Since primary coccidioidal infection is the result of inhalation of the infective particle, the lung is the most frequent organ involved (Table 1). The majority of patients with coccidioidomycosis have bilateral nodular or reticulonodular infiltrates (Figure 1). This diffuse pulmonary involvement, which frequently mimics PCP, may occur concurrently with PCP -- as it did in 12 of 77 patients in one series.(5) Diffuse pulmonary involvement is associated with a poor prognosis.
Patients with active coccidioidal infection may be dyspneic, but symptoms are often vague during all stages of active infection.
Although the diffuse nodular or reticulonodular pattern has been seen in immunosuppressed patients who do not have HIV disease, it is distinctly uncommon in patients with no known immunosuppression, occurring in approximately 1% of cases.(9) In HIV-infected patients, focal pulmonary disease is less common than the diffuse form. It may present as a nodule, a focal infiltrate, a pleural effusion, or as hilar lymphadenopathy and it is radiographically similar to the coccidioidal illness seen in HIV-negative patients. As a rule, HIV-positive patients who present with focal pulmonary disease tend to have better preserved CD4 cell function and median counts greater than 250 cells/mm3.
In patients with AIDS, coccidioidomycosis may disseminate to extrapulmonary sites, leading to meningitis or brain abscess, fungemia, and involvement of the liver, spleen, lymph nodes, kidneys and, less commonly, other viscera. In one series, all five autopsy subjects had disseminated disease.(9)
In patients with pulmonary abnormalities, fresh sputum should be examined after 10% KOH digestion of the specimen, and this sputum sample should be examined microscopically after Papanicolaou stain has been applied. Sputum and other respiratory secretions should also be cultured on appropriate fungal media. In one recent series, cytology and culture of sputum were found to be comparably sensitive -- approximately 70% -- for the presence of C. immitis.(8)
The value of induced sputum examination for Coccidioides is unknown.(10) If sputum cannot be obtained, however, or if the sputum sample does not establish the diagnosis of coccidioidomycosis, the clinician should proceed expeditiously to bronchoscopy with bronchoalveolar lavage in cases where coccidioidomycosis is suspected. Should lavage prove negative, repeat bronchoscopy with transbronchial biopsy is indicated. The latter had 100% sensitivity and specificity in one series .(8)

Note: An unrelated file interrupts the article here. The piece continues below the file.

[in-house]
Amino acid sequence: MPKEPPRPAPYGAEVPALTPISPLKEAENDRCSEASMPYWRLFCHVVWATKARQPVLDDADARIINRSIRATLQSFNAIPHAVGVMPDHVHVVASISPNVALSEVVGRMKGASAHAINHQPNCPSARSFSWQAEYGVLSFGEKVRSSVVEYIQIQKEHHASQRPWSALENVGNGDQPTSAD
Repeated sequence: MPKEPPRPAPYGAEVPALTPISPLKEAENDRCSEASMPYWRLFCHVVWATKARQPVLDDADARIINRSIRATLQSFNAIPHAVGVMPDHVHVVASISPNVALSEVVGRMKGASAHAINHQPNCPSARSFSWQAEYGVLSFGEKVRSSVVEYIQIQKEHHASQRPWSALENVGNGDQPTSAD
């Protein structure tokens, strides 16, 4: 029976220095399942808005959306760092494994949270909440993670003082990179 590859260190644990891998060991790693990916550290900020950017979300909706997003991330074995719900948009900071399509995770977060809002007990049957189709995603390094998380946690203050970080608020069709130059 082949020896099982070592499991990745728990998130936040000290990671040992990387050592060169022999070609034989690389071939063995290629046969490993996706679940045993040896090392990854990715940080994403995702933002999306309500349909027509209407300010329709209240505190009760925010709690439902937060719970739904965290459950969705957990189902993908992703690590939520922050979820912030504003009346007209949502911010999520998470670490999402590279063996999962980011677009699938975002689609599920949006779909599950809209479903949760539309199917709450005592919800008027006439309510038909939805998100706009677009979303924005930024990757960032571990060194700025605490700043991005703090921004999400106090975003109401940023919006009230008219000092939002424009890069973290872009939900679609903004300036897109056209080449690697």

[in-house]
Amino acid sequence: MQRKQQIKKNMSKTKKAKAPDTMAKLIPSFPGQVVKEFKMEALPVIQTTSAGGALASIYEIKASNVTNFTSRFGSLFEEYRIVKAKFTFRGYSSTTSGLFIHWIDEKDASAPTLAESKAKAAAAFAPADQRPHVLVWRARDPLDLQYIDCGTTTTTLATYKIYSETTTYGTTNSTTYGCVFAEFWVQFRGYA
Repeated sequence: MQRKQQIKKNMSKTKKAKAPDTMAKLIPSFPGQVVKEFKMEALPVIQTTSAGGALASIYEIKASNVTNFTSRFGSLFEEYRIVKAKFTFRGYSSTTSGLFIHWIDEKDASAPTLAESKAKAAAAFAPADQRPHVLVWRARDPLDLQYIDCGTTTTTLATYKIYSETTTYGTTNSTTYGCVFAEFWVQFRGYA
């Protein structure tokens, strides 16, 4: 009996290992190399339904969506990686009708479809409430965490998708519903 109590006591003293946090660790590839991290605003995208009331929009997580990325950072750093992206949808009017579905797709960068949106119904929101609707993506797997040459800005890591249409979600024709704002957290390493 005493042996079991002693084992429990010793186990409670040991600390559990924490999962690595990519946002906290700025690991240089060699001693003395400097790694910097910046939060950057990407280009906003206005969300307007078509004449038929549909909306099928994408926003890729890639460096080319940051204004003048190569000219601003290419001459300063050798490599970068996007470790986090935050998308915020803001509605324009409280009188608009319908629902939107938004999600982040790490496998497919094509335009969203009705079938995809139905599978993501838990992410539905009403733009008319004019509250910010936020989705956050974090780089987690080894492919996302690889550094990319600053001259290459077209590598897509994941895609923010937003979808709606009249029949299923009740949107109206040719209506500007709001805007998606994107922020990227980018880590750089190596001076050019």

Although the use of BAL has been established for the diagnosis of diffuse infiltrates in AIDS patients from Coccidioides-endemic areas, BAL is more likely to identify pneumocystis than coccidioidomycosis. In one study, the detection rate was 26 cases of PCP versus one case of coccidioidomycosis.(11)
The evidence suggests that blood cultures will be positive for C. immitis in 12% of patients who present with evidence of diffuse pulmonary disease or extrapulmonary dissemination,(10) and such cultures should therefore be obtained. Enlarged lymph nodes (Figure 2) should be biopsied, examined histopathologically, and cultured. In one series, inguinal lymph nodes were involved in all patients with lymph nodes infection outside the thorax.(5)
In patients with neurologic signs or symptoms, CT or MRI scanning may reveal enhancement of basilar meninges, hydrocephalus, or focal lesions consistent with infarct or abscess. The CSF findings in such cases are similar to those seen in non-immunocompromised patients, with 8 of 9 patients in one series showing a mononuclear cell pleocytosis (range: 2 to 772 cells/mm3). In that series, 7 of the 9 had elevated protein (range: 19 to 348 mg/dL) and 4 had low CSF glucose (range: 5 to 67 mg/dL).(5)
It is noteworthy that, in another study, complement fixing antibody to C. immitis was found in the CSF of all the subjects, whereas culture of spinal fluid yields the organism only about 60% of the time.(10) This finding is in direct contrast to the experience with HIV-negative patients who develop coccidioidomycosis; in these subjects CSF cultures are rarely positive. Because the cutaneous manifestations of disseminated Coccidioides can be diverse,(12) suspicious skin lesions should be biopsied.